Presidents at War, June 24–30, 2018

JEFFREY ENGELLOCATION: SOUTHERN METHODIST UNIVERSITYIN PARTNERSHIP WITH THE CENTER FOR PRESIDENTIAL HISTORY, SOUTHERN METHODIST UNIVERSITY

“War is the health of the state,” Randolph Bourne suggested amidst World War I. It is certainly a sad but omnipresent aspect of modern American life, in the 20th and 21st centuries in particular, yet also a key lens through which we view and evaluate our commanders in chief. From William McKinley to Donald Trump, this course explores the way American presidents have waged war and led during wartime, and their policies at home and abroad, in order to understand better their role as leaders, and the nation’s role in the world. LEARN MORE »

The South and New Orleans in American History, June 24–30, 2018

PAMELA TYLERLOCATION: HISTORIC NEW ORLEANS COLLECTIONIN PARTNERSHIP WITH THE HISTORIC NEW ORLEANS COLLECTION

The distinctiveness of the American South is universally acknowledged. Although in a process John Egerton calls “the southernization of America” many southern hallmarks, products, and pastimes have found a following far beyond Dixie (country music, anyone?), the passage of time does not seem to diminish the idea that the South is really a nation within a nation. The South holds the distinction of having been both the nation’s wealthiest region and later the nation’s poorest region. This seminar will be held in partnership with the Historic New Orleans CollectionLEARN MORE »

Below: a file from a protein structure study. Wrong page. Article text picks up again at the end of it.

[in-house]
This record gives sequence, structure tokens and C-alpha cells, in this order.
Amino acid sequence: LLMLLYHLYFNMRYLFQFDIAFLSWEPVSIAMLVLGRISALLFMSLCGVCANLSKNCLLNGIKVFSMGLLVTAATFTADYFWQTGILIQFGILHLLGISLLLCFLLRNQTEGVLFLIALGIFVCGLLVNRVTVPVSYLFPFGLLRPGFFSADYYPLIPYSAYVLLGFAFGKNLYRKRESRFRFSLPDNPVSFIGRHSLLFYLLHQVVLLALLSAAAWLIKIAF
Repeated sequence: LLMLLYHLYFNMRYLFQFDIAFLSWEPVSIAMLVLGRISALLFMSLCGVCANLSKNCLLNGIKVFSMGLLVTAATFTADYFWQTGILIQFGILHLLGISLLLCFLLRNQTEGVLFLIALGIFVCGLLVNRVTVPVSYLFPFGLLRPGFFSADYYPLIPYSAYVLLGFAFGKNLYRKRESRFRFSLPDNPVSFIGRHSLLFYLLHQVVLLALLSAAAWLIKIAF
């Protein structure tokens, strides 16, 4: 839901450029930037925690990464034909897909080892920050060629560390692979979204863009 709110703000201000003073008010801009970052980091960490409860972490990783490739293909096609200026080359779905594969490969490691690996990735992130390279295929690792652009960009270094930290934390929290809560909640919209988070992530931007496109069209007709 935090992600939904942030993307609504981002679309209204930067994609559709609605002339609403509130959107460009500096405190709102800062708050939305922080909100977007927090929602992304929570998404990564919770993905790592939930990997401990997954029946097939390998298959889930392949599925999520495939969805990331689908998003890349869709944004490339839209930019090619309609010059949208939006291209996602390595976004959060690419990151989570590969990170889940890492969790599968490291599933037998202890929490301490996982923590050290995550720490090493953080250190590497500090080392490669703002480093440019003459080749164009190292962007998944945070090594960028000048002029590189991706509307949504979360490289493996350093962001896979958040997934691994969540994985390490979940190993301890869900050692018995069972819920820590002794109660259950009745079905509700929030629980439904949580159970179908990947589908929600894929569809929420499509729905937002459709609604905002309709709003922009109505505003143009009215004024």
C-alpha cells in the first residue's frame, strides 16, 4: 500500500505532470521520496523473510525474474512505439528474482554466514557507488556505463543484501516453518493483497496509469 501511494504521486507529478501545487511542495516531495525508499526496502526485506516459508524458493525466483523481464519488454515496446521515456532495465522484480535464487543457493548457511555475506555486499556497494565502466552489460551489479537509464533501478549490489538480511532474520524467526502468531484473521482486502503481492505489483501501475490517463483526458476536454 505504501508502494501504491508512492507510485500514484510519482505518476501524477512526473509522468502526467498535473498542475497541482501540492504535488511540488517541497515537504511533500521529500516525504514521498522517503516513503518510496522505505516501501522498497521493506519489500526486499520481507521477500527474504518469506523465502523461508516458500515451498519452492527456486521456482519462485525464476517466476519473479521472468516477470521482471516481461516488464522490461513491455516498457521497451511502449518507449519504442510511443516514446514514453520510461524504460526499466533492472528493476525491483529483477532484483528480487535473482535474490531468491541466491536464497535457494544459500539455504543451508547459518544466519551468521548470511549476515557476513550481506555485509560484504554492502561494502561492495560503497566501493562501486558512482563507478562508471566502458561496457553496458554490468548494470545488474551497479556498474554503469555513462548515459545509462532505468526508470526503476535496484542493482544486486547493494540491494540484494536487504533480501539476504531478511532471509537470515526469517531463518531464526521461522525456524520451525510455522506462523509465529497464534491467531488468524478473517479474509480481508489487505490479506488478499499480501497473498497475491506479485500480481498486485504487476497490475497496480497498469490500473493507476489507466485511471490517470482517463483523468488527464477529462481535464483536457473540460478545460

JULY 01 - JULY 7

The Making of America: From Colonial America through the Civil War, July 1–7, 2018

DENVER BRUNSMANLOCATION: GEORGE WASHINGTON UNIVERSITYK-8 TEACHERS ONLY

This seminar, designed especially for K–8 teachers, will explore the people, ideas, and events that shaped America from the colonial era through the Civil War. Each day will focus on key primary sources and the latest historical interpretations of major historical events and periods, including the American Revolution, Constitution, Jacksonian America, and Civil War. LEARN MORE »

Thomas Jefferson and the Enlightenment, July 1–7, 2018

FRANK COGLIANOLOCATION: UNIVERSITY OF EDINBURGH

Examine Jefferson’s life and times by considering his efforts to apply the principles of reason to the major challenges he confronted as a revolutionary, diplomat, politician, and elder statesman.LEARN MORE »

JULY 08 - JULY 14

A Nation of Immigrants: Migration in the Making of the United States, July 8–14, 2018

MADELINE HSULOCATION: THE UNIVERSITY OF TEXAS AT AUSTIN